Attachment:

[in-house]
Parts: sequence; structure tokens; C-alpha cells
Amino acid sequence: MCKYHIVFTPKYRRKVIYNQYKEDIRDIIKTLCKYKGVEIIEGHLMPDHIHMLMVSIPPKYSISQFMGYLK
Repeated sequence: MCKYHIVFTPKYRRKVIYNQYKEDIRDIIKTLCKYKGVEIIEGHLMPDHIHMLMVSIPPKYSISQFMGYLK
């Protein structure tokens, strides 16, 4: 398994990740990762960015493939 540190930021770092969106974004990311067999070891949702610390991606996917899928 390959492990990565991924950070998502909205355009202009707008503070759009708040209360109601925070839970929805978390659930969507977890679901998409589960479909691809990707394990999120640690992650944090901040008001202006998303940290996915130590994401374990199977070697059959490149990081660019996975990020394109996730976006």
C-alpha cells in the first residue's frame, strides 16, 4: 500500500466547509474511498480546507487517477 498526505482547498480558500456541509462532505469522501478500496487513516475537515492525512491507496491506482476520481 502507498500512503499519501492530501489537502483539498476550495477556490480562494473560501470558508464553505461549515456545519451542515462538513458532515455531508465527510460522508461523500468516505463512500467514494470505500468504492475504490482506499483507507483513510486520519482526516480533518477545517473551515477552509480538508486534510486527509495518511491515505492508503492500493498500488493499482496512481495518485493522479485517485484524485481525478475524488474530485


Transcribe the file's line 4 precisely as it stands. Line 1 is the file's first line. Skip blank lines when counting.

Repeated sequence: MCKYHIVFTPKYRRKVIYNQYKEDIRDIIKTLCKYKGVEIIEGHLMPDHIHMLMVSIPPKYSISQFMGYLK